Languages on Omniglot

Today I added details of a two languages to Omniglot: Dhurwa (ପରଜି / धुरवा), a Central Dravidian language spoken in the states of Chhattisgarh and Odisha in eastern India; and Paresi (Haliti), an Arawakan language spoken in the state of Mato Grosso in central Brazil.

The total number of language profiles on Omniglot is now 1,300 – only a few less than the 7,000 or so languages currently spoken! The total is actually a bit higher as some pages include details of more than one language, but 1,300 is a nice round number.

So it’s unlikely I’ll run out of languages to add, but it is becoming increasingly difficult to find information, especially about how languages are written and pronounced. If you know where to find such details about any languages not already on Omniglot, do let me know.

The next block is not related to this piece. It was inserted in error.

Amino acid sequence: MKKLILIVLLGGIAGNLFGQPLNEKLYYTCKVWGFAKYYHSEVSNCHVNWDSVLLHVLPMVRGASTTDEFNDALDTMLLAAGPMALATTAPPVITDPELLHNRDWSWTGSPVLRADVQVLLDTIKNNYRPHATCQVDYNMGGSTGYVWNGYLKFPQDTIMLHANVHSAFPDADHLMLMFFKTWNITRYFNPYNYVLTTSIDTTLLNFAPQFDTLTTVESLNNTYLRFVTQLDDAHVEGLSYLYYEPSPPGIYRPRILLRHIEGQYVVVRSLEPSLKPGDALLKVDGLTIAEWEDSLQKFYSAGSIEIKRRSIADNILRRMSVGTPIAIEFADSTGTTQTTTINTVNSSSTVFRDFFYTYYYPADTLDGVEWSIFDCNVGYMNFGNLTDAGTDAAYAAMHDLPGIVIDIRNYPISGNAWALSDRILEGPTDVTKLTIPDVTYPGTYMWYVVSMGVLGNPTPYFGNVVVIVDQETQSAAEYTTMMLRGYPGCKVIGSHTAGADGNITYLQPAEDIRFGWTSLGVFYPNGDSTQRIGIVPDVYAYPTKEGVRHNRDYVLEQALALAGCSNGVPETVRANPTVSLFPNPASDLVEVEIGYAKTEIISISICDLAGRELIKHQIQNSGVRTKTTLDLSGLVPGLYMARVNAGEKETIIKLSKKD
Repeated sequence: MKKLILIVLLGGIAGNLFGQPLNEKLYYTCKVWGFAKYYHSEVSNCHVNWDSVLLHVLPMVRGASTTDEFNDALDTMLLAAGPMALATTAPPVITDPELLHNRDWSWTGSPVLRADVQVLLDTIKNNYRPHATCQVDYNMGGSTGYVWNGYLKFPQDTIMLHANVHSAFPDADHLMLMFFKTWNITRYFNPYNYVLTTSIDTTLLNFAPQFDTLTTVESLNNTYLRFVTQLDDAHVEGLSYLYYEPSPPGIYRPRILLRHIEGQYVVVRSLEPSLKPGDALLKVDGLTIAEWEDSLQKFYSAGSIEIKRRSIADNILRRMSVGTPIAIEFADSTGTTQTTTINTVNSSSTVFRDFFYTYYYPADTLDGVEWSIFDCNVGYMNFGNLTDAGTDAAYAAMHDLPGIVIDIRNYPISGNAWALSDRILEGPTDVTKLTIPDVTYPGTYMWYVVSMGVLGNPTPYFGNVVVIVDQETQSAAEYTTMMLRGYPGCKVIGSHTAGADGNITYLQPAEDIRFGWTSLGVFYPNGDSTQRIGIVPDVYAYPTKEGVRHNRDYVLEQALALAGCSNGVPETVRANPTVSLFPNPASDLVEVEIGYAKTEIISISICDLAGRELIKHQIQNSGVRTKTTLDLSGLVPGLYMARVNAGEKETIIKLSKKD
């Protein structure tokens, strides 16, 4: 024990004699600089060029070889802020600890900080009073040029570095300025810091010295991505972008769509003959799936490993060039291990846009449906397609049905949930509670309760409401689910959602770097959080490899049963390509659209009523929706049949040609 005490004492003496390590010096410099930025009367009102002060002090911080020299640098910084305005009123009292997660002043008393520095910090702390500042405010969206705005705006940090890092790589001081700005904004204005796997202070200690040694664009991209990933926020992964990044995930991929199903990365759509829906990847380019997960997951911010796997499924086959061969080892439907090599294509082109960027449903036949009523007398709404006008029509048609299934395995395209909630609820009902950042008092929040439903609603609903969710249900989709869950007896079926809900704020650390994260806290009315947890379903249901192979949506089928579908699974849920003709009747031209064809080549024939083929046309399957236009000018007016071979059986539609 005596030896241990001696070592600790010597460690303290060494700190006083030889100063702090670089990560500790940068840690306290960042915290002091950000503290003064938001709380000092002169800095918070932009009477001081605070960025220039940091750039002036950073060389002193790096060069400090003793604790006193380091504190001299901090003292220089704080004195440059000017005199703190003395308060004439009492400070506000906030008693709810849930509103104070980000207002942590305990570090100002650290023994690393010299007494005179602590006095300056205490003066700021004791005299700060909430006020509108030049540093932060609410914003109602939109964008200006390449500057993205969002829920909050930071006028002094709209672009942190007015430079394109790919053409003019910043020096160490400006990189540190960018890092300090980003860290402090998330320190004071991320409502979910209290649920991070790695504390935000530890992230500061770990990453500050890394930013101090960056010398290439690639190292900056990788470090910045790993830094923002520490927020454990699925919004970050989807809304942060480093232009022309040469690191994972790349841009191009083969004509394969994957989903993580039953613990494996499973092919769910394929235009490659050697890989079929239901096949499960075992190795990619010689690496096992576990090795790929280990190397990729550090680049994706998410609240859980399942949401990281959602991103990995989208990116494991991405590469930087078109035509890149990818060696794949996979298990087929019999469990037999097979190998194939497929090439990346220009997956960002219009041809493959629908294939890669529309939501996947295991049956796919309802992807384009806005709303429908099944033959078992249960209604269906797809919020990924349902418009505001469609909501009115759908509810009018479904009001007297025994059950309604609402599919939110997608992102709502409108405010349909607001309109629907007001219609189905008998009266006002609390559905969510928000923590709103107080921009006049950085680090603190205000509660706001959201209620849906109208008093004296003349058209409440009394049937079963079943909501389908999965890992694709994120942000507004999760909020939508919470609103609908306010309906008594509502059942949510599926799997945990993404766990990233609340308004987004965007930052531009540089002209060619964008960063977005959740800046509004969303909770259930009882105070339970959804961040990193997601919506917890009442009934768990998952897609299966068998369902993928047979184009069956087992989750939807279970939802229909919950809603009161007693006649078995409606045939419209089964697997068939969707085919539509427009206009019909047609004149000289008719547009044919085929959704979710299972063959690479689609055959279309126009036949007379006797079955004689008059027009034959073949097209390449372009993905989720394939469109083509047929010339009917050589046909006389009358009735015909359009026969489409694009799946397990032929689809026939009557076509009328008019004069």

One thought on “Languages on Omniglot

  1. It is also interesting that the top two uses of alphabets are Latin with 955 and Cyrillic with 118 for a total of 1073 out of 1300, or about 83%. So, within the languages you have documented, 4 out of 5 people can write their language with just two scripts, Latin and Cyrillic. Even with so many other alphabets available and in use, it’s surprising the lead held by these two. The only other one that even comes close is Arabic with 66. I wonder how representative this sample is compared to all known languages. If prior remarks appearing on your web site are any hint, it’s likely that the remaining languages lean heavily to Latin usage.

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